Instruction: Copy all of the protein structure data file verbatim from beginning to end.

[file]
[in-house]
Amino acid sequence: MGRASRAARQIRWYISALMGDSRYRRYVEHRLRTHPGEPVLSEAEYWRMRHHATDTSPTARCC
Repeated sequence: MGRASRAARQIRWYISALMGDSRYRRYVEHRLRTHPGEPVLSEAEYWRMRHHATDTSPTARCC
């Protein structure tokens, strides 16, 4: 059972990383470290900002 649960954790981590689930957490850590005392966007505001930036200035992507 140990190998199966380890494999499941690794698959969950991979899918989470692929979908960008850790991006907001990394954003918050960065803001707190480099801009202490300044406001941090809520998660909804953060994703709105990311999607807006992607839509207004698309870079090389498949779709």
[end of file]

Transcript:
[in-house]
Amino acid sequence: MGRASRAARQIRWYISALMGDSRYRRYVEHRLRTHPGEPVLSEAEYWRMRHHATDTSPTARCC
Repeated sequence: MGRASRAARQIRWYISALMGDSRYRRYVEHRLRTHPGEPVLSEAEYWRMRHHATDTSPTARCC
């Protein structure tokens, strides 16, 4: 059972990383470290900002 649960954790981590689930957490850590005392966007505001930036200035992507 140990190998199966380890494999499941690794698959969950991979899918989470692929979908960008850790991006907001990394954003918050960065803001707190480099801009202490300044406001941090809520998660909804953060994703709105990311999607807006992607839509207004698309870079090389498949779709």